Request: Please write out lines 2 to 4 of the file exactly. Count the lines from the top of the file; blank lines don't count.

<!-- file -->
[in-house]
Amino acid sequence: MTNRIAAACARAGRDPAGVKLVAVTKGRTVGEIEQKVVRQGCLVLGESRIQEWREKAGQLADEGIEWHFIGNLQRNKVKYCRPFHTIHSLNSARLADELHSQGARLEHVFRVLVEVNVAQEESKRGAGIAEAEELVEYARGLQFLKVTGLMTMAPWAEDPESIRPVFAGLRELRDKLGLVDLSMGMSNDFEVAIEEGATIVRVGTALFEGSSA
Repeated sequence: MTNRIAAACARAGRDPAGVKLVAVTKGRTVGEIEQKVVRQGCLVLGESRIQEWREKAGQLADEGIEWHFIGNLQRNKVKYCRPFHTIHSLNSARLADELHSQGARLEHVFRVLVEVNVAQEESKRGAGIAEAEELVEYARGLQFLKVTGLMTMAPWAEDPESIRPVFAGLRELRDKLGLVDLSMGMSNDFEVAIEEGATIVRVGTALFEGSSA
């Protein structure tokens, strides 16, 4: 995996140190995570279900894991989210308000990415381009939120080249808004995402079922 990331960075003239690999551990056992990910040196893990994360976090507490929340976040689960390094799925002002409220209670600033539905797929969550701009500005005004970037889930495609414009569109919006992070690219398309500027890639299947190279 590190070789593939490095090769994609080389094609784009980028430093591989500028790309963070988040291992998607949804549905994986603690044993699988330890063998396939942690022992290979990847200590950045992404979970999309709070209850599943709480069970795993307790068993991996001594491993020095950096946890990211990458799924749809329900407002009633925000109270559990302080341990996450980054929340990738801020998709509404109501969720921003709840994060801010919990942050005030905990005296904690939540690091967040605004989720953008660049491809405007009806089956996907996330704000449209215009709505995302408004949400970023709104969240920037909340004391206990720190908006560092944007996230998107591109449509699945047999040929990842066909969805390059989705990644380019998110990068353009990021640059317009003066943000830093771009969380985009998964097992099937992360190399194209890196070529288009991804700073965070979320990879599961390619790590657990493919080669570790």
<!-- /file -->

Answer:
Amino acid sequence: MTNRIAAACARAGRDPAGVKLVAVTKGRTVGEIEQKVVRQGCLVLGESRIQEWREKAGQLADEGIEWHFIGNLQRNKVKYCRPFHTIHSLNSARLADELHSQGARLEHVFRVLVEVNVAQEESKRGAGIAEAEELVEYARGLQFLKVTGLMTMAPWAEDPESIRPVFAGLRELRDKLGLVDLSMGMSNDFEVAIEEGATIVRVGTALFEGSSA
Repeated sequence: MTNRIAAACARAGRDPAGVKLVAVTKGRTVGEIEQKVVRQGCLVLGESRIQEWREKAGQLADEGIEWHFIGNLQRNKVKYCRPFHTIHSLNSARLADELHSQGARLEHVFRVLVEVNVAQEESKRGAGIAEAEELVEYARGLQFLKVTGLMTMAPWAEDPESIRPVFAGLRELRDKLGLVDLSMGMSNDFEVAIEEGATIVRVGTALFEGSSA
């Protein structure tokens, strides 16, 4: 995996140190995570279900894991989210308000990415381009939120080249808004995402079922 990331960075003239690999551990056992990910040196893990994360976090507490929340976040689960390094799925002002409220209670600033539905797929969550701009500005005004970037889930495609414009569109919006992070690219398309500027890639299947190279 590190070789593939490095090769994609080389094609784009980028430093591989500028790309963070988040291992998607949804549905994986603690044993699988330890063998396939942690022992290979990847200590950045992404979970999309709070209850599943709480069970795993307790068993991996001594491993020095950096946890990211990458799924749809329900407002009633925000109270559990302080341990996450980054929340990738801020998709509404109501969720921003709840994060801010919990942050005030905990005296904690939540690091967040605004989720953008660049491809405007009806089956996907996330704000449209215009709505995302408004949400970023709104969240920037909340004391206990720190908006560092944007996230998107591109449509699945047999040929990842066909969805390059989705990644380019998110990068353009990021640059317009003066943000830093771009969380985009998964097992099937992360190399194209890196070529288009991804700073965070979320990879599961390619790590657990493919080669570790």